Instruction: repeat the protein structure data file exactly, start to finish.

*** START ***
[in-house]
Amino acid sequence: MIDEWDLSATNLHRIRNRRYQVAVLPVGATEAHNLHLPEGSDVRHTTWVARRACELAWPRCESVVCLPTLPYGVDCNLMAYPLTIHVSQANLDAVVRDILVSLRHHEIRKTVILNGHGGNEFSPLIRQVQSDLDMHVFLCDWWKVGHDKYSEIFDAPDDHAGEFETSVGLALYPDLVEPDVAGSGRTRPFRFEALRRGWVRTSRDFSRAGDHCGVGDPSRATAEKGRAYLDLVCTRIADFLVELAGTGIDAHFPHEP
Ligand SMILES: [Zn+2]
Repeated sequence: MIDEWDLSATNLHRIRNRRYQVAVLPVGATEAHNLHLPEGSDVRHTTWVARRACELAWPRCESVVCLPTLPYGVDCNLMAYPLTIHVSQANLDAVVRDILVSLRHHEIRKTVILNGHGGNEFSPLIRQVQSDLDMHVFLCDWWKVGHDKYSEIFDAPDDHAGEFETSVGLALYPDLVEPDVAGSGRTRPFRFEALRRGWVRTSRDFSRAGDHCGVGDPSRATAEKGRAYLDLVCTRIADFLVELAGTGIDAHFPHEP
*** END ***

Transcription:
[in-house]
Amino acid sequence: MIDEWDLSATNLHRIRNRRYQVAVLPVGATEAHNLHLPEGSDVRHTTWVARRACELAWPRCESVVCLPTLPYGVDCNLMAYPLTIHVSQANLDAVVRDILVSLRHHEIRKTVILNGHGGNEFSPLIRQVQSDLDMHVFLCDWWKVGHDKYSEIFDAPDDHAGEFETSVGLALYPDLVEPDVAGSGRTRPFRFEALRRGWVRTSRDFSRAGDHCGVGDPSRATAEKGRAYLDLVCTRIADFLVELAGTGIDAHFPHEP
Ligand SMILES: [Zn+2]
Repeated sequence: MIDEWDLSATNLHRIRNRRYQVAVLPVGATEAHNLHLPEGSDVRHTTWVARRACELAWPRCESVVCLPTLPYGVDCNLMAYPLTIHVSQANLDAVVRDILVSLRHHEIRKTVILNGHGGNEFSPLIRQVQSDLDMHVFLCDWWKVGHDKYSEIFDAPDDHAGEFETSVGLALYPDLVEPDVAGSGRTRPFRFEALRRGWVRTSRDFSRAGDHCGVGDPSRATAEKGRAYLDLVCTRIADFLVELAGTGIDAHFPHEP